About 35 years ago I was walking through a family cemetery "Up Trent" (between Oyster Creek & Jackson Dunes) when I noticed my great-grandfather's wooden marker propped up against a tree. I was conflicted about what to do. I was hesitant to leave it there, but reluctant to remove it from the graveyard.
After contemplating the situation for several weeks I decided to retrieve the marker, keep it at my home for safe keeping, and replace it with another marker. When I returned to the cemetery it was gone. Someone had removed the marker. I resigned myself to never seeing it again.
To make a long story short, just before Thanksgiving I learned that the marker had been removed in order to safeguard it, but the gentleman who then held it died shortly thereafter. He had put it away in a storage shed, where it remained hidden for more than three decades. When his house was sold a couple of years ago his daughter and widow discovered the marker, and began their quest to return it to the family.
With the help of DeAnna Locke at the Ocracoke Preservation Museum the marker was recently returned to me. It is an interesting island grave marker because it is very primitive, hand carved, and unconventional in many ways. The inscription reads as follows:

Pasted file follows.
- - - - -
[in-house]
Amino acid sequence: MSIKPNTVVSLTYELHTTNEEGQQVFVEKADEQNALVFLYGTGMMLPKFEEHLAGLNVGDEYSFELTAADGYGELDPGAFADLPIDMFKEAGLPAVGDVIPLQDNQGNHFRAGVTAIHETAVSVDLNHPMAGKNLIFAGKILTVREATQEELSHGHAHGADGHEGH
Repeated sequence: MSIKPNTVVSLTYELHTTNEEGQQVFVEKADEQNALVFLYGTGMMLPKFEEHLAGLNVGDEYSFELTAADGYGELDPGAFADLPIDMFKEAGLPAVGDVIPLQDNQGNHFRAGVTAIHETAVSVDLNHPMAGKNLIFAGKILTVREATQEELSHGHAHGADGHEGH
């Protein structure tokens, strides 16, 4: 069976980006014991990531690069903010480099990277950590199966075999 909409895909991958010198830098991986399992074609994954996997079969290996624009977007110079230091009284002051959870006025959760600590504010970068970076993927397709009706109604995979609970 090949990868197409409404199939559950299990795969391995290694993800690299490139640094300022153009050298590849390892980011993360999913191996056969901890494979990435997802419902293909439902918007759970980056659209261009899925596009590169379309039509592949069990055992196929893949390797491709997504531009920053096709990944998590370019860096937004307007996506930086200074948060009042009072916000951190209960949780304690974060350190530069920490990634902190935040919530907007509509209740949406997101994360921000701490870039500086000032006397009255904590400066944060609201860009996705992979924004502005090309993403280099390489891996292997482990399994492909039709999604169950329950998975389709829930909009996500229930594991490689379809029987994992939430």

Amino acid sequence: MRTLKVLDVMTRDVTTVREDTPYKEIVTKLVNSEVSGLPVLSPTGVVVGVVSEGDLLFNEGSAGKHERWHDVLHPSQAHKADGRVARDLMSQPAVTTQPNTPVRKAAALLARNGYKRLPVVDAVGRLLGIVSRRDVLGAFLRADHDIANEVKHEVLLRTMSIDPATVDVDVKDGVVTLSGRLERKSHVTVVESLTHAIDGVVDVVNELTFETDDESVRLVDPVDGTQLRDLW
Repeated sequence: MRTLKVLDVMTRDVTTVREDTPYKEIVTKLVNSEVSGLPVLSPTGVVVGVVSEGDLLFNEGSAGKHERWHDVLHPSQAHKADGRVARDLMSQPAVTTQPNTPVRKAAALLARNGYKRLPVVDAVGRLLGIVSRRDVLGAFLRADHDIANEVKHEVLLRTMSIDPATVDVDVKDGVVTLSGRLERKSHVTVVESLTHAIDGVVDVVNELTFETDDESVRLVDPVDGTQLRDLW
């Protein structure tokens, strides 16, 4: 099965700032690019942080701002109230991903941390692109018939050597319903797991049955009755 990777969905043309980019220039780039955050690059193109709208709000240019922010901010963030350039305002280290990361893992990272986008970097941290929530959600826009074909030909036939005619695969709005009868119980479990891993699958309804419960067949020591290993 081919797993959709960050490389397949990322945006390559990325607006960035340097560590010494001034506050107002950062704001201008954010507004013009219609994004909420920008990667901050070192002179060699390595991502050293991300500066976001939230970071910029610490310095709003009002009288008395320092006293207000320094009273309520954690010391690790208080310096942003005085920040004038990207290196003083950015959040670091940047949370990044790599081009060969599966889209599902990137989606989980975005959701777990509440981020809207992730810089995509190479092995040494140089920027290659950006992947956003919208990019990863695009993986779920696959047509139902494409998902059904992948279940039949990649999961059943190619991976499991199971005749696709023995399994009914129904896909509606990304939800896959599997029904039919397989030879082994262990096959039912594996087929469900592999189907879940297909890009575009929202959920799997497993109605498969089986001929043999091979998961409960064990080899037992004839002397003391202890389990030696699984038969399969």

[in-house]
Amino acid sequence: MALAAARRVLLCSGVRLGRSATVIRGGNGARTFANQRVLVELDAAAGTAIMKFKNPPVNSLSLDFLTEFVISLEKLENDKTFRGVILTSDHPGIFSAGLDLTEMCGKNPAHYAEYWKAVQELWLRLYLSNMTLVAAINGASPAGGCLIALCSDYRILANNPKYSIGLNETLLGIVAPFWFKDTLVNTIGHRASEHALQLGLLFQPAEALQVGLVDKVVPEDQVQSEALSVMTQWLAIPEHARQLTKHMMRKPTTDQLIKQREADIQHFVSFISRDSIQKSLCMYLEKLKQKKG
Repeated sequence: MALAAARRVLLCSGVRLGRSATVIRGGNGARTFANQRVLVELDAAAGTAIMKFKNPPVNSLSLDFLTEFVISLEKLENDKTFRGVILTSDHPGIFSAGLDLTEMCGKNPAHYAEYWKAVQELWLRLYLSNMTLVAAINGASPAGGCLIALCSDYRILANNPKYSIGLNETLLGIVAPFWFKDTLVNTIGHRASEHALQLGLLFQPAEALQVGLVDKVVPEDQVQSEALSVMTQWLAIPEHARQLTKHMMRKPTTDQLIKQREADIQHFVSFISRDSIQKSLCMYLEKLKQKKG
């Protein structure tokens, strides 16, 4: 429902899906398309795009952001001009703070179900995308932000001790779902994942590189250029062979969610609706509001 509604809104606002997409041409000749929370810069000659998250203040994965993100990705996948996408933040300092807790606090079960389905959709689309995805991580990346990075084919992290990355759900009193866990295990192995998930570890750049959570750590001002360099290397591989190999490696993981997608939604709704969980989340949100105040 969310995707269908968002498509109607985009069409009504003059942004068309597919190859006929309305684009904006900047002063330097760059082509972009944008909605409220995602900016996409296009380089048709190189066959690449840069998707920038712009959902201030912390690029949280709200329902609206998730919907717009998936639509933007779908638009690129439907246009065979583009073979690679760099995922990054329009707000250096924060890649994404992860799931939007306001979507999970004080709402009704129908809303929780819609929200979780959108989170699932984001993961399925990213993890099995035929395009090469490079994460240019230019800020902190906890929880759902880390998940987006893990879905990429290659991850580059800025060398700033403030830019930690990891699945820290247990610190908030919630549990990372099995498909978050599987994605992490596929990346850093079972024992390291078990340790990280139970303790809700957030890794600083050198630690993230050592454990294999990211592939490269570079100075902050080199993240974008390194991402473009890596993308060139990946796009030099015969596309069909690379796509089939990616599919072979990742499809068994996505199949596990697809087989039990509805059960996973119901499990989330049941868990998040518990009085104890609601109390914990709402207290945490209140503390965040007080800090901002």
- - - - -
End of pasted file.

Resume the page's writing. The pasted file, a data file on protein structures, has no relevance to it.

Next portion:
JULY 1, 18
AGE 40 [YEARS]
Translation: In Memory of Tilmon W. O'Neal, Born July 1, 1845, Age 40 years, 2 months, 27 days.
Tilmon W. O'Neal was my grandmother's father.
You can click on the photo below to see better images of the marker.
Several cousins and I have ordered a new tombstone to mark the spot where Tilmon and his wife, Elizabeth, are buried. Now I must decide how to display this marvelous one hundred and twentyfive year old artifact of Ocracoke Island history. I'm thinking it might grace a wall in my living room.
Our latest Ocracoke Newsletter is a history of the early twentieth century Doxsee Clam Factory in Ocracoke village. You can read it here: http://www.villagecraftsmen.com/news112110.htm